updated 03:42 pm EDT, Tue July 10, 2012
Android-based console open to hardware hacking
A Kickstarter campaign to launch an Android-based home console has gained a considerable amount of traction early. The makers of Ouya, an Android-based game console, are seeking to create an open platform that will enable developers to make games without having to jump through the usual licensing and publishing hoops that mainstream titles face.
The Ouya is powered by a quad-core Tegra 3 processor with 1GB of RAM and 8GB of internal flash storage. Running on Android 4.0, the console will be equipped with a wireless controller sporting dual analog sticks, a directional pad, eight action buttons, a system button, and a touchpad. In contrast to normal console construction, the system will be rootable without voiding the warranty, and is fastened by standard screws, allowing hackers to change the hardware as they see fit without worrying about legal issues or security updates.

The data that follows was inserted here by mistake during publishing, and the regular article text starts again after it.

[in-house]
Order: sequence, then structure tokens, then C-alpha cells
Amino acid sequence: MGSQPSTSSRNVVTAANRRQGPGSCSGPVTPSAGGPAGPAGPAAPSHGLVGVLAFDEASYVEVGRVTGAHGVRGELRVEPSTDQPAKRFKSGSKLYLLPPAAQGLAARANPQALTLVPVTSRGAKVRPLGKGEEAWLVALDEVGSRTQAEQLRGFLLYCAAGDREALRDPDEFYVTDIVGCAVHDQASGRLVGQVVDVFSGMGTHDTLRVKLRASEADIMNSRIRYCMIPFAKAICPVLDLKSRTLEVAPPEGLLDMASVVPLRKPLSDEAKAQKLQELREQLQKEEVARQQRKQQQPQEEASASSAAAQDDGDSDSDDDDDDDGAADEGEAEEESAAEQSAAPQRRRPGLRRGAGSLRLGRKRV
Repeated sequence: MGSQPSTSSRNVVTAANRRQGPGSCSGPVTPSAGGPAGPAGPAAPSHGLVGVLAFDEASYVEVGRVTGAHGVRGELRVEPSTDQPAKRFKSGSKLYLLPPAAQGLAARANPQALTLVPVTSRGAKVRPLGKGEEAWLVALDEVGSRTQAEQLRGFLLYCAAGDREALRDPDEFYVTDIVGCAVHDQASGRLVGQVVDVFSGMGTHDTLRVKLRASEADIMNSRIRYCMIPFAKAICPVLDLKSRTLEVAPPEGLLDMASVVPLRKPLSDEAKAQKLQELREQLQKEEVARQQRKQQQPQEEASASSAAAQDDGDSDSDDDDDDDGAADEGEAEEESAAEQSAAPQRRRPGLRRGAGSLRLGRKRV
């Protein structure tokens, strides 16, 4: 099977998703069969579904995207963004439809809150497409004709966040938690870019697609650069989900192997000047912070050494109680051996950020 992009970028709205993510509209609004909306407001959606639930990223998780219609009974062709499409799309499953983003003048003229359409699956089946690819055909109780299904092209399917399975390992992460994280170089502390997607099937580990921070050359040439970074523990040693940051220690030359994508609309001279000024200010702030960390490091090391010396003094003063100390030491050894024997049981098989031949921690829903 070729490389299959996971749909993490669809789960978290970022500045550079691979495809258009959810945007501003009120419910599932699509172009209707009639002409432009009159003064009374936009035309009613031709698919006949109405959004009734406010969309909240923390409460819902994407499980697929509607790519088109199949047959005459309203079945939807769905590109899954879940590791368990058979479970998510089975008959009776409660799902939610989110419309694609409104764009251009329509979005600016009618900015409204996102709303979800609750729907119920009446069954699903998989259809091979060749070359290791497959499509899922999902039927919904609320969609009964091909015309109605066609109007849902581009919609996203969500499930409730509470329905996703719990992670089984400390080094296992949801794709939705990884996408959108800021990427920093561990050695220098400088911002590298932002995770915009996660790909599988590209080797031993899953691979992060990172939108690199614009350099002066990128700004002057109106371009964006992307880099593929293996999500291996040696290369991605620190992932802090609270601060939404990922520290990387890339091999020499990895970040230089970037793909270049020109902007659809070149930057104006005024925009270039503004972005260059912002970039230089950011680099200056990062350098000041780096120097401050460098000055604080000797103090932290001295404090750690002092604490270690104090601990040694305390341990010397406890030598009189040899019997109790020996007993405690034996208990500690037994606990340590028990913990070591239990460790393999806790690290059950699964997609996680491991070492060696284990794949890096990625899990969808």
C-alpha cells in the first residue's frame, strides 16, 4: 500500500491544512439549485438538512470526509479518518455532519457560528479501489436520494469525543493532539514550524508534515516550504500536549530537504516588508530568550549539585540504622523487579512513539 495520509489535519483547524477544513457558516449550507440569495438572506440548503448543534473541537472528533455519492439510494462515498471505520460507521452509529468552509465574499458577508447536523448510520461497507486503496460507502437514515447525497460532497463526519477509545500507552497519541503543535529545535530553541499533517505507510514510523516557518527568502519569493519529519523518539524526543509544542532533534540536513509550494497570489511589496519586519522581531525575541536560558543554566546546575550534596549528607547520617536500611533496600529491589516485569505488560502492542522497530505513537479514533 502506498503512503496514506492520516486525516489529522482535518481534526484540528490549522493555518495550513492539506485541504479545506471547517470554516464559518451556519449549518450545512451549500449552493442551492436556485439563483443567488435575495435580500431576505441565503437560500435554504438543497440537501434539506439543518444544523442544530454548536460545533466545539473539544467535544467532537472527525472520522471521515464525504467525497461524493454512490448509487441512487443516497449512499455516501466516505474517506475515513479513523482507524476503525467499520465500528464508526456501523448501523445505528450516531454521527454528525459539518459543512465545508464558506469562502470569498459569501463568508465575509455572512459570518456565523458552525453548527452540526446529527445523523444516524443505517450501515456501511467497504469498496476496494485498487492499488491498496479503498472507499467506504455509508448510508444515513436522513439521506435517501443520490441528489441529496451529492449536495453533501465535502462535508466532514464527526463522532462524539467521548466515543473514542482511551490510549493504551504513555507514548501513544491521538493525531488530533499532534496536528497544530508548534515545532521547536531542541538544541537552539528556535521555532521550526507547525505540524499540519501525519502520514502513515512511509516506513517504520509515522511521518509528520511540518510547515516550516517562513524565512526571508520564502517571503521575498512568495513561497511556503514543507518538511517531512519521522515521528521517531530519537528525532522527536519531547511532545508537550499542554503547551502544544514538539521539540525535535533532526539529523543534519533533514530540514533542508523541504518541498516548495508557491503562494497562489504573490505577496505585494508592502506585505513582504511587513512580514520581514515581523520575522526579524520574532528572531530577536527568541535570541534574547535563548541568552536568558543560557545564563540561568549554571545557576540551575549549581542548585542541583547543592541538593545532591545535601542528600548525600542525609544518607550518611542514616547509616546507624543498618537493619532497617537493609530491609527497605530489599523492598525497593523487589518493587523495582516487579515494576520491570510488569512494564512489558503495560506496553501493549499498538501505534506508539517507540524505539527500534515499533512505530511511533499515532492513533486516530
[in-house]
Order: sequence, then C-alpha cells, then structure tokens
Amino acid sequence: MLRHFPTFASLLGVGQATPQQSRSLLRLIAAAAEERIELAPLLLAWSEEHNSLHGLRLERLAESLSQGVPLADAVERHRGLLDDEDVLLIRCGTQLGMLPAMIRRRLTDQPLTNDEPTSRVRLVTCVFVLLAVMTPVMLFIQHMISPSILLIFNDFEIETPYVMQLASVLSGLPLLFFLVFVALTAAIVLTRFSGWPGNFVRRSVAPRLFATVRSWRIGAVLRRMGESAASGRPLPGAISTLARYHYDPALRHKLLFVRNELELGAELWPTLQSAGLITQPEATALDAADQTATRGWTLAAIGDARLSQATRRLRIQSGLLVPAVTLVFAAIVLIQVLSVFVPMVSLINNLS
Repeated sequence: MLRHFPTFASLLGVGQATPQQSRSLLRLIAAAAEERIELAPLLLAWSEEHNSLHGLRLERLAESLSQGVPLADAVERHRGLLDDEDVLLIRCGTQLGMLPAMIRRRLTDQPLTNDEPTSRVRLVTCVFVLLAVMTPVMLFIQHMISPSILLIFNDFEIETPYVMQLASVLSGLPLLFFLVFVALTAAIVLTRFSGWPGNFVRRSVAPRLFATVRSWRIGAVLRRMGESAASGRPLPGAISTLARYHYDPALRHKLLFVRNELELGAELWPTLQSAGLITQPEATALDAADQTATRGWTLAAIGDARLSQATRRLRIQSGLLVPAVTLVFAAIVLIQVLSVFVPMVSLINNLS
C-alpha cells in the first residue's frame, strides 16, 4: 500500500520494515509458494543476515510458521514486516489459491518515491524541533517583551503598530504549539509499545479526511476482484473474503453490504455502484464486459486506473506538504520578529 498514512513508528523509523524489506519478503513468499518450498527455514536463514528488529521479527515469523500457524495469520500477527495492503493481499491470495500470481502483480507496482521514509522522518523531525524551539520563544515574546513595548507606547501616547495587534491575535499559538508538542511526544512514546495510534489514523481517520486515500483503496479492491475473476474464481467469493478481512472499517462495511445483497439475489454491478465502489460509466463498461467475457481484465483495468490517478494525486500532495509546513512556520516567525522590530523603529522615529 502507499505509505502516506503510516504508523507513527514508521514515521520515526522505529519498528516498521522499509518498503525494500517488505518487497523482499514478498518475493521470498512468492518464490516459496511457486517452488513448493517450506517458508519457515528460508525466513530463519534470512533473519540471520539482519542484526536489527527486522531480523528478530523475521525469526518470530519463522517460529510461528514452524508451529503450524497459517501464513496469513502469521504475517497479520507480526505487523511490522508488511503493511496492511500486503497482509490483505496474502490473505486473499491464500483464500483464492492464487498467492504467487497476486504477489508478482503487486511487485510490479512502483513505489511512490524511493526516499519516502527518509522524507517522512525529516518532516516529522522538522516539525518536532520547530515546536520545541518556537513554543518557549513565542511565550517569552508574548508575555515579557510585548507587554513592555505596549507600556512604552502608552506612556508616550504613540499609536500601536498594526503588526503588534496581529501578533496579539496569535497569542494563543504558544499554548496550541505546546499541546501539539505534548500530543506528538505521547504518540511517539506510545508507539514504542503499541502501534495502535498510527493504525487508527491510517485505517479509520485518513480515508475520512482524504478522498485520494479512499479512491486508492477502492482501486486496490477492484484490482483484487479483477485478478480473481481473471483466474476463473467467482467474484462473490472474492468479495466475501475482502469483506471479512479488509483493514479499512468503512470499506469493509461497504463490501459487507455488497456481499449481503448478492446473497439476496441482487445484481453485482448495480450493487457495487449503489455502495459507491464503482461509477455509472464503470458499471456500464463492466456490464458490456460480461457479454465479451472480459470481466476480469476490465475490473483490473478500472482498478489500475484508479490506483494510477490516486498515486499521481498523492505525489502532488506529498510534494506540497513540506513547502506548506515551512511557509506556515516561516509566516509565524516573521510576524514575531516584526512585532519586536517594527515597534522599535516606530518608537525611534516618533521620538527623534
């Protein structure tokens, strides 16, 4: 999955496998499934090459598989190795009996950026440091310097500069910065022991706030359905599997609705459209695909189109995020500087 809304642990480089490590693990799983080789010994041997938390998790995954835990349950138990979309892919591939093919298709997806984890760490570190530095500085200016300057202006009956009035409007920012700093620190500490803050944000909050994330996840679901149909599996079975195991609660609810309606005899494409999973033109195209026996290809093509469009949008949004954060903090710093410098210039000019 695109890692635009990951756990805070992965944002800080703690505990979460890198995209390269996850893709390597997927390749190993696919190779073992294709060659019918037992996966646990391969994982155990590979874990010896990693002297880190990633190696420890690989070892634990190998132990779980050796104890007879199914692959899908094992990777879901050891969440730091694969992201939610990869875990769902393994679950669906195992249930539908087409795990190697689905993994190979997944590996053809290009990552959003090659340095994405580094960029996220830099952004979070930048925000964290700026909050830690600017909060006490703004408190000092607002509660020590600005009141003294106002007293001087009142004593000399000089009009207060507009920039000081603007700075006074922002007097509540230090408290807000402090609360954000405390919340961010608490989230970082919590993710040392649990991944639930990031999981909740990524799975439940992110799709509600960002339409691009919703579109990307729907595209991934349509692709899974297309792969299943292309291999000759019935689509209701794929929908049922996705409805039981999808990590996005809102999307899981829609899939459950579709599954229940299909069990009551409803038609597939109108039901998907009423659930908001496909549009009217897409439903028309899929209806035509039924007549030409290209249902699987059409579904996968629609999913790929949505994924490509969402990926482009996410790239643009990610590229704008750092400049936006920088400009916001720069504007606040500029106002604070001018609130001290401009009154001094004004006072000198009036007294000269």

As the Ouya is running on Android, it is claimed that any app developer will be able to release their Android app to the console without having to submit the game to a publisher for approval, and without having to pay a licensing fee to the console manufacturer, although there is a 70/30 revenue share in favor of the developer. A number of gaming luminaries have spoken in support of the approach, including Prince of Persia creator Jordan Mechner, and the developers of indie hit Minecraft, Mojang.
According to the Kickstarter page, the team behind Ouya is seeking almost $1 million to cover the initial production orders and gain the necessary regulatory approvals. Within the first two hours of the project launch, it had raised $200,000, and already stands three-quarters of the way to its goal at the time of writing, leaving the project over 29 days to reach the set target. Backers at $95 or higher will receive the console in its first production run, with the higher-end pledges aimed more towards developers.